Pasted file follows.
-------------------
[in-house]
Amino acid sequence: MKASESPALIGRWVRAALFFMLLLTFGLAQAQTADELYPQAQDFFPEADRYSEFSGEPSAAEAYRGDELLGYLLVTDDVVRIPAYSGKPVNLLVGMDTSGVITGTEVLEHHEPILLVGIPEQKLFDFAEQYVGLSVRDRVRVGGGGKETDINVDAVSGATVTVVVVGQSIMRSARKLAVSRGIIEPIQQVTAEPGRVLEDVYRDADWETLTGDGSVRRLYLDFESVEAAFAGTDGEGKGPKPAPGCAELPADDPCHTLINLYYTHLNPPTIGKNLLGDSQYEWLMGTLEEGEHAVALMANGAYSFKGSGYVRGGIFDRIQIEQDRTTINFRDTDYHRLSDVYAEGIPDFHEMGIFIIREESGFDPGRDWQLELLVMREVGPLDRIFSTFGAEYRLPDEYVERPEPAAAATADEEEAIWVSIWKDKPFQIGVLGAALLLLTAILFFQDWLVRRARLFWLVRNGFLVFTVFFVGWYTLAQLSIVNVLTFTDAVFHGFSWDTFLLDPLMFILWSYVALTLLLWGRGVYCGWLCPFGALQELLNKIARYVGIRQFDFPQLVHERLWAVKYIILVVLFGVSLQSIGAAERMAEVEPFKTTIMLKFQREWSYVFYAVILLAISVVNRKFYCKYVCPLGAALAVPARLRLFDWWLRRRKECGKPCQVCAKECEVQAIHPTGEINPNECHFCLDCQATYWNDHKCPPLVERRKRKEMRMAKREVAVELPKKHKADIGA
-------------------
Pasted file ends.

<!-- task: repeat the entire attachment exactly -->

[in-house]
Amino acid sequence: MKASESPALIGRWVRAALFFMLLLTFGLAQAQTADELYPQAQDFFPEADRYSEFSGEPSAAEAYRGDELLGYLLVTDDVVRIPAYSGKPVNLLVGMDTSGVITGTEVLEHHEPILLVGIPEQKLFDFAEQYVGLSVRDRVRVGGGGKETDINVDAVSGATVTVVVVGQSIMRSARKLAVSRGIIEPIQQVTAEPGRVLEDVYRDADWETLTGDGSVRRLYLDFESVEAAFAGTDGEGKGPKPAPGCAELPADDPCHTLINLYYTHLNPPTIGKNLLGDSQYEWLMGTLEEGEHAVALMANGAYSFKGSGYVRGGIFDRIQIEQDRTTINFRDTDYHRLSDVYAEGIPDFHEMGIFIIREESGFDPGRDWQLELLVMREVGPLDRIFSTFGAEYRLPDEYVERPEPAAAATADEEEAIWVSIWKDKPFQIGVLGAALLLLTAILFFQDWLVRRARLFWLVRNGFLVFTVFFVGWYTLAQLSIVNVLTFTDAVFHGFSWDTFLLDPLMFILWSYVALTLLLWGRGVYCGWLCPFGALQELLNKIARYVGIRQFDFPQLVHERLWAVKYIILVVLFGVSLQSIGAAERMAEVEPFKTTIMLKFQREWSYVFYAVILLAISVVNRKFYCKYVCPLGAALAVPARLRLFDWWLRRRKECGKPCQVCAKECEVQAIHPTGEINPNECHFCLDCQATYWNDHKCPPLVERRKRKEMRMAKREVAVELPKKHKADIGA